Ten good rea­sons why I love my green­house

The Daily Telegraph - Gardening - - Front Page -

Ihave a rick­ety old green­house. It is noth­ing fancy. I bought it from a neigh­bour for £100, dis­man­tled it in his garden, and then spent sev­eral months frown­ing at it as I tried to piece it back to­gether in mine. De­spite not be­ing the most deluxe of struc­tures, it is one of my favourite places to be in the garden. There are a thou­sand rea­sons why I love it, but here are the top 10.

sweet, slug-free pota­toes

The small de­gree of pro­tec­tion an un­heated green­house af­fords can have a big ef­fect on some plants. Pota­toes are a case in point: I’ve pretty much given up grow­ing them out­side af­ter such a slug and blight-rid­den year as 2012, but in a pot in the green­house they pop up early, free of slug-holes, and are par­tic­u­larly ten­der and tasty.

Straw­ber­ries in May

Straw­ber­ries like a good chill over win­ter oth­er­wise they are re­luc­tant to flower, so you wouldn’t want to leave them in the green­house all win­ter long. Move them in dur­ing Fe­bru­ary or March, how­ever, and it’s a dif­fer­ent story. Post-chill, the plants leap into life. My in­door straw­ber­ries come a month ear­lier than my out­door ones.

Blem­ish-free to­ma­toes

Who hasn’t had their heart bro­ken by to­mato blight? Blight spores travel on the wind and only to­ma­toes un­der cover had a hope of sur­viv­ing last sum­mer. The sea­son was so bedrag­gled that even some green­house toms were af­flicted, but at least they

stood a chance of es­cap­ing.

Big flow­ers in De­cem­ber

If you have a bor­der in your green­house you can flower large, floppy-headed chrysanthemums right into De­cem­ber. Mine is paved, so I grow ear­lier- flow­er­ing types at the al­lot­ment and dig them up and over­win­ter them un­der glass, which still gives me flow­ers un­til early Novem­ber. I like the sin­gle-stemmed ones above the smaller multi-headed spray types: volup­tuous old-school glam­our from your chilly win­ter green­house.

Tiny flow­ers in Fe­bru­ary

At the other end of the flower scale are the tiny spring bulbs that can be fooled into think­ing it is spring in Fe­bru­ary. Plant minia­ture daf­fodils, scilla, cro­cuses, even roots of lily of the val­ley in au­tumn, and be treated to del­i­cate blooms through late win­ter and early spring.

Year-round salad leaves

It is true that by choos­ing the right va­ri­eties you can grow salad leaves out of doors all win­ter. It is also true that those same leaves look ut­terly un­ap­peal­ing af­ter be­ing tough­ened up by cold, bat­tered by hail and splat­tered in mud by win­ter down­pours. Grow in the green­house and you still need to choose the hardi­est of let­tuces and other leaves, but they will reach the kitchen in beau­ti­ful con­di­tion: soft, mild and pock­mark-free.

A back-up plan when the dog eats your home­work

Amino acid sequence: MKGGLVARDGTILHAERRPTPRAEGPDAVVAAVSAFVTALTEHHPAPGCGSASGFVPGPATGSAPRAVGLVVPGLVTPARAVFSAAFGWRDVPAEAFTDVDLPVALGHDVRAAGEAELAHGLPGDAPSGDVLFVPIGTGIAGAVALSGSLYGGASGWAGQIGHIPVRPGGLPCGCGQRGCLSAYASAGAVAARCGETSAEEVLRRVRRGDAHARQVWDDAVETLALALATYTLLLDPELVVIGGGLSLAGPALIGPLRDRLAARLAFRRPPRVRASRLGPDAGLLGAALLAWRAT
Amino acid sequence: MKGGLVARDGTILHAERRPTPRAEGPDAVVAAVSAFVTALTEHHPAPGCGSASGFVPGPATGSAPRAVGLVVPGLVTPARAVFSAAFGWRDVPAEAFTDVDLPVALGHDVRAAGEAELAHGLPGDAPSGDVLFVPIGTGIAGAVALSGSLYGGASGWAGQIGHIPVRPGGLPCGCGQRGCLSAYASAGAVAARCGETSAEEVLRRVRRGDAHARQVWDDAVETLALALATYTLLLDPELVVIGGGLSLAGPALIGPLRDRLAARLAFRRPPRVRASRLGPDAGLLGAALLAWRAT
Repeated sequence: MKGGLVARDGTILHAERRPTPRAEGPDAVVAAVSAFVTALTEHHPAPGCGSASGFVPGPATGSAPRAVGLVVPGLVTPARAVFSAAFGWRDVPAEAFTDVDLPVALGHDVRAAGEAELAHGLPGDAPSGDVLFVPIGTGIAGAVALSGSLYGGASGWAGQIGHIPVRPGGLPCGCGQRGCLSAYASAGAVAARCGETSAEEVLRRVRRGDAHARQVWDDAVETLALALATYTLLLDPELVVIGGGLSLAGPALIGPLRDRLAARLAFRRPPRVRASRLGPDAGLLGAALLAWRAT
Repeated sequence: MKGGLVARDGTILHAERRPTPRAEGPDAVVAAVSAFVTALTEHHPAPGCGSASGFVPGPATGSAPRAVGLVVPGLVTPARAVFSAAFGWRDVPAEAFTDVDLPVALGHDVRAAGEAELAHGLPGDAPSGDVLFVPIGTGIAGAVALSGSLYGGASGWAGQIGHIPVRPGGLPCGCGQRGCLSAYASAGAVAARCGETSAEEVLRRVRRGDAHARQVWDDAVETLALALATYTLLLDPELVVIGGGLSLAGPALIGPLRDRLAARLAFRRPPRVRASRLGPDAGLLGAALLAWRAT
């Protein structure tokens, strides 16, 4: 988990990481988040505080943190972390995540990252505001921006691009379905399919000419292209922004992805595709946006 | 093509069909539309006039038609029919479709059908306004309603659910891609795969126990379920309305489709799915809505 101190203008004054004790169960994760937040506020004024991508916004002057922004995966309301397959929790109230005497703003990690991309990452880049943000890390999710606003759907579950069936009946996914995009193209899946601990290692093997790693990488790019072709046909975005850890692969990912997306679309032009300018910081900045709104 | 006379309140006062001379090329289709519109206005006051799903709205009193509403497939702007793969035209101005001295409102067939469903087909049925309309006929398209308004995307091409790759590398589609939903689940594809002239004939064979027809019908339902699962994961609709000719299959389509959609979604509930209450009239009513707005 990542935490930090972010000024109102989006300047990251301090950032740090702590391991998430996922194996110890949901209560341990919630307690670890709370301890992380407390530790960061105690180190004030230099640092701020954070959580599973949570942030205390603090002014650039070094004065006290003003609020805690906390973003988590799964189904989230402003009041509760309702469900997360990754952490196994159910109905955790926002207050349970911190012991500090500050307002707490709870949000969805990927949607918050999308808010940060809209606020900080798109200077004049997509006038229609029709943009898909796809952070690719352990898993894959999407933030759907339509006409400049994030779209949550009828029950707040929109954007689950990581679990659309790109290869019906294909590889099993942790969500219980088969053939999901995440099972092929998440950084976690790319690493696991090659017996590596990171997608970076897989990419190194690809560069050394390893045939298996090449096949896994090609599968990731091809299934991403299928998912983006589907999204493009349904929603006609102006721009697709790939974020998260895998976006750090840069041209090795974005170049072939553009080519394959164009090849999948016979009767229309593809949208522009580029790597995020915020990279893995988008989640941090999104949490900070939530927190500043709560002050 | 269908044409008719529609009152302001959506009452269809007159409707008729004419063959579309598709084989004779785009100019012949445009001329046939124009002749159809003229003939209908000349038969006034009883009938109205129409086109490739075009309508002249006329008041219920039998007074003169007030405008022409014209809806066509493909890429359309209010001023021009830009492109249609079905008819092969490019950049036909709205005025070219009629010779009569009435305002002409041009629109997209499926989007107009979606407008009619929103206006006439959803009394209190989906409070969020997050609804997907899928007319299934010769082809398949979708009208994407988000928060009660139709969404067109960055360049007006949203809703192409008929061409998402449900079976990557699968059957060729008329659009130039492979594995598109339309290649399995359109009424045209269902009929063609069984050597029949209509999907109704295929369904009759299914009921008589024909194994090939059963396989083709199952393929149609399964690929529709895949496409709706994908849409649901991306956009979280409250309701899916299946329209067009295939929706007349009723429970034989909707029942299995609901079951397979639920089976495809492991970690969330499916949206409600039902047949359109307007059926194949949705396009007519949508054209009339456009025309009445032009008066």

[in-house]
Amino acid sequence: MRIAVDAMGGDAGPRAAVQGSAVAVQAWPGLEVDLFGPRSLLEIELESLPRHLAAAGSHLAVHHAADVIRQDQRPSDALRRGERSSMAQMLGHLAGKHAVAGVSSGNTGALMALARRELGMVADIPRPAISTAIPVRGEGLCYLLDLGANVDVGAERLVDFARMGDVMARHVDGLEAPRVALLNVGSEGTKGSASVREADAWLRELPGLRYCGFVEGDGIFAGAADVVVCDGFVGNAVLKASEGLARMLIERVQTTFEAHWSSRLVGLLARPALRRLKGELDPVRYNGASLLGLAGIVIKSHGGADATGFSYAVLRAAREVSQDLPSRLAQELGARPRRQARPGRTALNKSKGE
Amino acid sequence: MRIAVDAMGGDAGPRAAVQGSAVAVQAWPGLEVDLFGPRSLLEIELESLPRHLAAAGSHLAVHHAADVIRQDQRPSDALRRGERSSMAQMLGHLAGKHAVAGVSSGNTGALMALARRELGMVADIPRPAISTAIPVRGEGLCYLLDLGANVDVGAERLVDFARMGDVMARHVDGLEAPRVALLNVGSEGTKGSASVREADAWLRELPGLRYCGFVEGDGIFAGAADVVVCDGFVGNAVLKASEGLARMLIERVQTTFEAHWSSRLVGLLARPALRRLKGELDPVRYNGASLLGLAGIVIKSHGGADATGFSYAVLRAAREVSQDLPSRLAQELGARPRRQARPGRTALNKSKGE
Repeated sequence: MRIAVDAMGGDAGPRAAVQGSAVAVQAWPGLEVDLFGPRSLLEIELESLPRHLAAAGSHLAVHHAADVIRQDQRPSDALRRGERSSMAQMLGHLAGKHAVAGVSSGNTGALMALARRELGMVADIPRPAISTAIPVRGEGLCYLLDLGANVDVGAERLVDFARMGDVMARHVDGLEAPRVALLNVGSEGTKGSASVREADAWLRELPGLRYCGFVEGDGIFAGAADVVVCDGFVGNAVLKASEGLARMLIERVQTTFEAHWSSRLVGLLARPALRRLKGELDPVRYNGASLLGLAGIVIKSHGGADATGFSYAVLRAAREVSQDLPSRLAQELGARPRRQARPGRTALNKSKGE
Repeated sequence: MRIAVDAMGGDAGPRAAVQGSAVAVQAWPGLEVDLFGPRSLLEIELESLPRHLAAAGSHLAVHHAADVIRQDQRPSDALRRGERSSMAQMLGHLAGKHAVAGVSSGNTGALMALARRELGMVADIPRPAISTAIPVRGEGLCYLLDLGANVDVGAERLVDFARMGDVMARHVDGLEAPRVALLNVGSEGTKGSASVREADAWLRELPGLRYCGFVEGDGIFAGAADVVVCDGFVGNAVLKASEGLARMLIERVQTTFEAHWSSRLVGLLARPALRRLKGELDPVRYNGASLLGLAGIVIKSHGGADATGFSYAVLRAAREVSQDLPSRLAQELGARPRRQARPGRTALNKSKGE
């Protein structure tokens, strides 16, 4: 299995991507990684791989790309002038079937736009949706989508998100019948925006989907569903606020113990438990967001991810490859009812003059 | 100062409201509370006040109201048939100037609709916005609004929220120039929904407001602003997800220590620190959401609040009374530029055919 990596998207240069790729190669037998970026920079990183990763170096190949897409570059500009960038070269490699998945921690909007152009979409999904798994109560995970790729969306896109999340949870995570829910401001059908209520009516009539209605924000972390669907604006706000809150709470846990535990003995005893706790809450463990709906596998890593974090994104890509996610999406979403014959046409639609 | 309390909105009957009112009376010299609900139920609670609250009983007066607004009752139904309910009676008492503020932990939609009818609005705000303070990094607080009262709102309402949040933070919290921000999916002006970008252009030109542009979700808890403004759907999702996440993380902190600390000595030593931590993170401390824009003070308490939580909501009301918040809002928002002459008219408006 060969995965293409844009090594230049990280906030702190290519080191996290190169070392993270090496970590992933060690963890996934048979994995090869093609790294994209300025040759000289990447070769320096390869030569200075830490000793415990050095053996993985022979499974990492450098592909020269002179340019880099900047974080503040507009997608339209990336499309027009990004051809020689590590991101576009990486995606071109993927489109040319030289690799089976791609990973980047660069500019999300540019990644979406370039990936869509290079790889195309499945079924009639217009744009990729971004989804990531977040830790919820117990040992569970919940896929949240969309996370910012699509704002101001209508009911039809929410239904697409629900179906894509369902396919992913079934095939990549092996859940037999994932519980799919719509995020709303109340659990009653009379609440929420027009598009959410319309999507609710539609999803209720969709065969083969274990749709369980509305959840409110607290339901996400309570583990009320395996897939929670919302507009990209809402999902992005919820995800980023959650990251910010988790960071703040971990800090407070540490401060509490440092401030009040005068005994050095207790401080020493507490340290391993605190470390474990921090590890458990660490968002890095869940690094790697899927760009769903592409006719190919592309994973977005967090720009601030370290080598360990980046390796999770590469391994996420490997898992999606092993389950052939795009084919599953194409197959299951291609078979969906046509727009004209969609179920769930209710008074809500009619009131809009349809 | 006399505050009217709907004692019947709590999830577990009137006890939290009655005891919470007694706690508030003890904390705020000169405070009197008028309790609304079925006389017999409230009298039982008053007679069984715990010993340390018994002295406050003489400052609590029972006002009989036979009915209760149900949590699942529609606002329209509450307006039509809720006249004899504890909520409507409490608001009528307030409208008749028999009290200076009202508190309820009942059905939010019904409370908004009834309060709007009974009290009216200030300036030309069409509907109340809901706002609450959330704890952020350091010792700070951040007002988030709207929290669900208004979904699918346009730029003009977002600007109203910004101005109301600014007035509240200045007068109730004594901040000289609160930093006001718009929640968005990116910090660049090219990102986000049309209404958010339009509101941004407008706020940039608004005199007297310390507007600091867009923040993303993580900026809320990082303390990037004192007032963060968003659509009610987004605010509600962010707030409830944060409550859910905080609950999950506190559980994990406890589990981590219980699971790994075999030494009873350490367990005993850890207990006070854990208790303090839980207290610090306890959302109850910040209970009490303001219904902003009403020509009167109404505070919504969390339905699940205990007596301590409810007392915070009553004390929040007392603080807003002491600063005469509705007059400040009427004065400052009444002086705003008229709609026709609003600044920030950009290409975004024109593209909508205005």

This past au­tumn there were a few wet weeks that put me off go­ing to the al­lot­ment just as I should have been plant­ing my gar­lic and broad beans. In­stead I sat in the house and watched Ice Age 3 with the kids. I missed my slot. But all is not lost, be­cause I have since been able to plant both crops into small pots and mod­ules in the green­house. Here they will hopefully catch up, and may even make bet­ter plants than they would out­doors. I’ll trans­plant them out­side in spring.

Grow aeo­ni­ums

Aeo­ni­ums are the rea­son I have a green­house at all. I would go on hol­i­day to Cornwall ev­ery sum­mer and see their beau­ti­ful plump rosettes of leaves emerg­ing from ev­ery crack in ev­ery wall and bring arm­fuls home, only to kill them off each win­ter. I soon found that I could kill them just as well with a green­house as with­out, but even just the heat from a prop­a­ga­tion mat seems to be enough to keep them alive (and all man­ner of other ten­der ex­otics, should you fancy).

An out­let for un­sea­sonal urges

We all get them. It’s noth­ing to be ashamed of. It’s late au­tumn, or per­haps very early spring, and ev­ery­thing is snooz­ing un­der a blan­ket of chilly damp. Any seed sown di­rect into the ground would rot, freeze or both in a mat­ter of hours, and yet along comes a sunny mild day, a whiff of spring, and the urge to sow be­comes ir­re­sistible. In a green­house – es­pe­cially if you have a lit­tle heated prop­a­ga­tion mat upon which to place your seed trays – there is al­most al­ways some­thing that can be sown. Peren­nial flow­ers, sweet peas, early peas, let­tuces, all can be started at odd times of year un­der the refuge of your glass roof.

A place for tea and bis­cuits in the rain

Per­haps the most im­por­tant func­tion of the green­house: when the rest of the garden is too soggy to set foot in I can take my mug of tea and spend a cou­ple of hours tidy­ing plants, sow­ing seeds, or just lis­ten­ing to the rain on the roof.

Peo­ple in glass houses: Lia en­joys early bulbs in her green­house, as well as early straw­ber­ries and an oc­ca­sional cup of tea

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